REVIEW: 1870’s ‘Coppelia’ is freshest ballet around
By Sarah Kaufman
Thursday, May 31, 2012
It might seem curious that a bouncy little pixie in a bright apron and a peasant blouse is ballet’s Wonder Woman, but this is the revelation of “Coppelia,” the comic ballet that sees a genre full of victims and creates in it an action hero.
In the central role of Swanilda, the jealous fiancee who isn’t above disguise, deception and breaking and entering to win back her boyfriend, “Coppelia” has had a powerful female figure at its core since its creation in 1870. The wattage soars when Swanilda is danced by Nina Kaptsova, as she was at Tuesday’s opening of the Bolshoi Ballet’s production at the Kennedy Center.
Kaptsova darts through this physically demanding ballet on a stream of radiant energy. Her stamina -- she rarely leaves the stage during the work’s three acts -- is as impressive as her natural charm, musicality and high spirits. As she watches her Franz (the endearing Artem Ovcharenko) gaze adoringly at a mysterious woman seen in the home of Dr. Coppelius, the town's eccentric inventor, Kaptsova tells us exactly how she feels with a tart toss of her shoulder.
This ballet crackles with personality and activity, but there are also delicate moments of stillness that are unusual to see from this typically full-throttle company. At times, the corps is sculpted into iconic romantic-era poses, coquettishly tilted at the waist. A wonderful tableau of suppressed vitality greets Swanilda when she barges into Coppelius’s workshop to find a wizard, Pierrot and other life-size dolls whose quietness is especially poignant next to the ballerina’s pizazz.
This new staging of “Coppelia,” by Sergei Vikharev, premiered in 2009, based on how Marius Petipa and Enrico Cecchetti retooled the original French version (by Arthur Saint-Leon) for Russian dancers. Seen here for the first time in this country, it’s an extraordinary achievement, full of color and life and the feeling of something newly minted. Everything about it seems fresh, from the shimmering Delibes score to the dancers’ energy -- you want to stomp along with their mazurka -- and the crisp fabrics of the folkloric costumes, inspired by the festive attire of what was known as Galicia, a region overlapping Poland and Ukraine.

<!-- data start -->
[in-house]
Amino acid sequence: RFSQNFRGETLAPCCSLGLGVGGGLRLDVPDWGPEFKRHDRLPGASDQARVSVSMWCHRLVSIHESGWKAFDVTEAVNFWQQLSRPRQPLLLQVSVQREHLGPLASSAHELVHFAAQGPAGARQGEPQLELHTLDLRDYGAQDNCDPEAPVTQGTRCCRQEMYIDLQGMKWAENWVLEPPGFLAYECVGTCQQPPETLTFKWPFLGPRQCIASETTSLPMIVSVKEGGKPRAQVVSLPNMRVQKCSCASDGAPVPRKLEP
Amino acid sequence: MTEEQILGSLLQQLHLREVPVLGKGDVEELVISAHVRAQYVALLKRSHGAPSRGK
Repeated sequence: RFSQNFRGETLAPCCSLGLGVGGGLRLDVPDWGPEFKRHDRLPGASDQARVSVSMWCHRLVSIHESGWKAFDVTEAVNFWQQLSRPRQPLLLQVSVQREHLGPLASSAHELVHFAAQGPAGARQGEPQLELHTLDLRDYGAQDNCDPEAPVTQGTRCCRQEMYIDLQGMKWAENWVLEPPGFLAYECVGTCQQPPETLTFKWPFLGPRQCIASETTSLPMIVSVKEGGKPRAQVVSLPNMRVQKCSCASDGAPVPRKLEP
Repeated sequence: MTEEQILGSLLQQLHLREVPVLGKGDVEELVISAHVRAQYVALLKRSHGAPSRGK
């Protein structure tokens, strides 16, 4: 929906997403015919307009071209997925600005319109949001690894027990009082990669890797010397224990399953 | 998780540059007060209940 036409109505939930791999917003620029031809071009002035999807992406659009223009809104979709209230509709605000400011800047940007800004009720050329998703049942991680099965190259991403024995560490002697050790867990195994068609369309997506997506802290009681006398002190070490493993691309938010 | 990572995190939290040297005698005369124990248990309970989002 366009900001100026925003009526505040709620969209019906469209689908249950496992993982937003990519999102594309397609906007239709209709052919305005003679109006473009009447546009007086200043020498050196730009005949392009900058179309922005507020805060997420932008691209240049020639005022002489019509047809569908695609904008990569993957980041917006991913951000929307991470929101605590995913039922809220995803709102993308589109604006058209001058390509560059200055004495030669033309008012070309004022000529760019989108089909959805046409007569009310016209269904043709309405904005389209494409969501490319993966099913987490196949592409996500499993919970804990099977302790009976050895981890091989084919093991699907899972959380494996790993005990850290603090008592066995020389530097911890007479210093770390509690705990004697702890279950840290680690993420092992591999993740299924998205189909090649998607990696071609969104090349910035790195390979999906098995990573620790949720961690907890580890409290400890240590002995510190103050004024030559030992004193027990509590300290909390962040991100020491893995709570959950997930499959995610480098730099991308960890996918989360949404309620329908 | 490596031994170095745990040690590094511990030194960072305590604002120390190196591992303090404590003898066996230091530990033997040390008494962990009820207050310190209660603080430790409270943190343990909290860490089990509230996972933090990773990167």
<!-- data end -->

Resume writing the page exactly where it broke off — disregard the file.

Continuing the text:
The folk dances, which are among the highlights of this ballet, take on a stirring significance at the end, when the villagers form a double ring to encircle the newly married Swanilda and Franz, spinning around them in a communal embrace. It’s a thrilling vision of the life force that old Coppelius searched for in vain, hoping to spark artificially, and which Swanilda possesses in spades. Here is the eternal dance, whirling everyone into order.
The vibrant colors that fill the Opera House stage echo the theme of freedom that boils through the ballet. The body was liberated in “Coppelia” as never before, as ballerinas gained speed and strength in the latter part of the 19th century. With her light jumps, bright footwork and swift changes of direction, Kaptsova’s Swanilda is rarely still, and the power and agility of her precise, tireless legs mark her as a free spirit.
She is no Giselle, undone by rejection. Swanilda ropes her gal pals into storming Coppelius’s house and confronting her rival. It turns out the heartbreaker is just a pretty doll, one of many Coppelius has created. In fact, in a plot twist that reveals “Coppelia’s” kinship with Mary Shelley’s “Frankenstein,” written several decades earlier, Coppelius attempts to bring the doll -- his child, his Coppelia -- to life. For this, he has drugged Franz and plans to siphon off his spirit. Crafty Swanilda slips into Coppelia’s clothes, confuses the old man, trashes his workshop, rescues Franz -- and wins the adoration of the entire village.